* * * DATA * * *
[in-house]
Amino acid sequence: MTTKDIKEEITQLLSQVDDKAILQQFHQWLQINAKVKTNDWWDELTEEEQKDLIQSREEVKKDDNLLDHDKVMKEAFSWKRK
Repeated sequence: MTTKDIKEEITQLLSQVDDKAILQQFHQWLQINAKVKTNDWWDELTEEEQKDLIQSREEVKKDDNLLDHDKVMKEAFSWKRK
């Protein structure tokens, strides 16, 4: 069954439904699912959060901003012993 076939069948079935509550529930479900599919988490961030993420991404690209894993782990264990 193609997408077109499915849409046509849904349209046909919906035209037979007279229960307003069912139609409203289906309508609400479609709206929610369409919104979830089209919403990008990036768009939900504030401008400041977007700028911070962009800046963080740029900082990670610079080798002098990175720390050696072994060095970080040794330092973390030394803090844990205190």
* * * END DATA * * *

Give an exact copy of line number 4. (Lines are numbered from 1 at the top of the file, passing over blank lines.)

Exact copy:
């Protein structure tokens, strides 16, 4: 069954439904699912959060901003012993 076939069948079935509550529930479900599919988490961030993420991404690209894993782990264990 193609997408077109499915849409046509849904349209046909919906035209037979007279229960307003069912139609409203289906309508609400479609709206929610369409919104979830089209919403990008990036768009939900504030401008400041977007700028911070962009800046963080740029900082990670610079080798002098990175720390050696072994060095970080040794330092973390030394803090844990205190």